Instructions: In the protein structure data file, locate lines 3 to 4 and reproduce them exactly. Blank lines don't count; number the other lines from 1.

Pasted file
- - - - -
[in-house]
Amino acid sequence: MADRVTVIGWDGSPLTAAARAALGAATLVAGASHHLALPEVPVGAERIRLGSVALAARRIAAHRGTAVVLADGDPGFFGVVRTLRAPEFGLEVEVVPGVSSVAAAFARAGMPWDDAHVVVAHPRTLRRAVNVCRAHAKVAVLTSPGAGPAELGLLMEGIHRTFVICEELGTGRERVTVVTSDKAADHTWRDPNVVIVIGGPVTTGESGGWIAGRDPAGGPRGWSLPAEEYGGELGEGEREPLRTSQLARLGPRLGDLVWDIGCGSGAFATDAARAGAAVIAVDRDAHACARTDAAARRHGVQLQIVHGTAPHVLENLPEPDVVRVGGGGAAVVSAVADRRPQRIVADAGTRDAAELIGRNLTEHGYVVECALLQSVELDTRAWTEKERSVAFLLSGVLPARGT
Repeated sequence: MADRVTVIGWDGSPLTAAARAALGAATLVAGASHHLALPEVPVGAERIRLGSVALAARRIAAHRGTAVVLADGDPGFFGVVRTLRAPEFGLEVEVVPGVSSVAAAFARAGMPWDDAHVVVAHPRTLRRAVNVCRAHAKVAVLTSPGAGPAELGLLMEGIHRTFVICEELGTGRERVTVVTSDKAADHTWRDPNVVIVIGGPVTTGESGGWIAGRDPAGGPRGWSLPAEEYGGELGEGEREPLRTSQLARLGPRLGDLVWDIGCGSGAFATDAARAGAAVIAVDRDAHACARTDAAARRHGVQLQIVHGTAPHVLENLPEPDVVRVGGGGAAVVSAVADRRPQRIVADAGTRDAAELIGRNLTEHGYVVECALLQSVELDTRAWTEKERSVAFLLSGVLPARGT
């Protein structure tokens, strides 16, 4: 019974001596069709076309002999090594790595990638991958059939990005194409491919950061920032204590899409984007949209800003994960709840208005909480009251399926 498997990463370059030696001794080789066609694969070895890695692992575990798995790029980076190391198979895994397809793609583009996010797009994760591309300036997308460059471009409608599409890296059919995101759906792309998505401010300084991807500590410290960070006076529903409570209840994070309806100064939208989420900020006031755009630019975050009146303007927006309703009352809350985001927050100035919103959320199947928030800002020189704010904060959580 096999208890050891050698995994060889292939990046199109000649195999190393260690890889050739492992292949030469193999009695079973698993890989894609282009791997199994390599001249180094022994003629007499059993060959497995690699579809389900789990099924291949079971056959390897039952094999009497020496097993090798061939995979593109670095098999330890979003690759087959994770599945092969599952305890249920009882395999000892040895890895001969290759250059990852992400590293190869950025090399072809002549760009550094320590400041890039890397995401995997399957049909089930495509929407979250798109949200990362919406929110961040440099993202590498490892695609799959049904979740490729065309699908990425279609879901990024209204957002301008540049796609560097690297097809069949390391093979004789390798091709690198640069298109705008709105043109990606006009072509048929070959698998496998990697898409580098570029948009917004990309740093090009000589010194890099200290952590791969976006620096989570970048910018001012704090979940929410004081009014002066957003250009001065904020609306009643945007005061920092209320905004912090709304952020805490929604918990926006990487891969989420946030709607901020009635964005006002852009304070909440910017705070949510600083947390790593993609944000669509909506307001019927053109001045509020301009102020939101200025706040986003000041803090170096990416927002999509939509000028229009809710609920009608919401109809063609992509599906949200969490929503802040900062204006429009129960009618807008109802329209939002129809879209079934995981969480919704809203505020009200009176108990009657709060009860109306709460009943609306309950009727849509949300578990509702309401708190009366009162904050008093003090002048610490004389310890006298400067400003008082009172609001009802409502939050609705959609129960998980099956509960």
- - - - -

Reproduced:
Repeated sequence: MADRVTVIGWDGSPLTAAARAALGAATLVAGASHHLALPEVPVGAERIRLGSVALAARRIAAHRGTAVVLADGDPGFFGVVRTLRAPEFGLEVEVVPGVSSVAAAFARAGMPWDDAHVVVAHPRTLRRAVNVCRAHAKVAVLTSPGAGPAELGLLMEGIHRTFVICEELGTGRERVTVVTSDKAADHTWRDPNVVIVIGGPVTTGESGGWIAGRDPAGGPRGWSLPAEEYGGELGEGEREPLRTSQLARLGPRLGDLVWDIGCGSGAFATDAARAGAAVIAVDRDAHACARTDAAARRHGVQLQIVHGTAPHVLENLPEPDVVRVGGGGAAVVSAVADRRPQRIVADAGTRDAAELIGRNLTEHGYVVECALLQSVELDTRAWTEKERSVAFLLSGVLPARGT
């Protein structure tokens, strides 16, 4: 019974001596069709076309002999090594790595990638991958059939990005194409491919950061920032204590899409984007949209800003994960709840208005909480009251399926 498997990463370059030696001794080789066609694969070895890695692992575990798995790029980076190391198979895994397809793609583009996010797009994760591309300036997308460059471009409608599409890296059919995101759906792309998505401010300084991807500590410290960070006076529903409570209840994070309806100064939208989420900020006031755009630019975050009146303007927006309703009352809350985001927050100035919103959320199947928030800002020189704010904060959580 096999208890050891050698995994060889292939990046199109000649195999190393260690890889050739492992292949030469193999009695079973698993890989894609282009791997199994390599001249180094022994003629007499059993060959497995690699579809389900789990099924291949079971056959390897039952094999009497020496097993090798061939995979593109670095098999330890979003690759087959994770599945092969599952305890249920009882395999000892040895890895001969290759250059990852992400590293190869950025090399072809002549760009550094320590400041890039890397995401995997399957049909089930495509929407979250798109949200990362919406929110961040440099993202590498490892695609799959049904979740490729065309699908990425279609879901990024209204957002301008540049796609560097690297097809069949390391093979004789390798091709690198640069298109705008709105043109990606006009072509048929070959698998496998990697898409580098570029948009917004990309740093090009000589010194890099200290952590791969976006620096989570970048910018001012704090979940929410004081009014002066957003250009001065904020609306009643945007005061920092209320905004912090709304952020805490929604918990926006990487891969989420946030709607901020009635964005006002852009304070909440910017705070949510600083947390790593993609944000669509909506307001019927053109001045509020301009102020939101200025706040986003000041803090170096990416927002999509939509000028229009809710609920009608919401109809063609992509599906949200969490929503802040900062204006429009129960009618807008109802329209939002129809879209079934995981969480919704809203505020009200009176108990009657709060009860109306709460009943609306309950009727849509949300578990509702309401708190009366009162904050008093003090002048610490004389310890006298400067400003008082009172609001009802409502939050609705959609129960998980099956509960």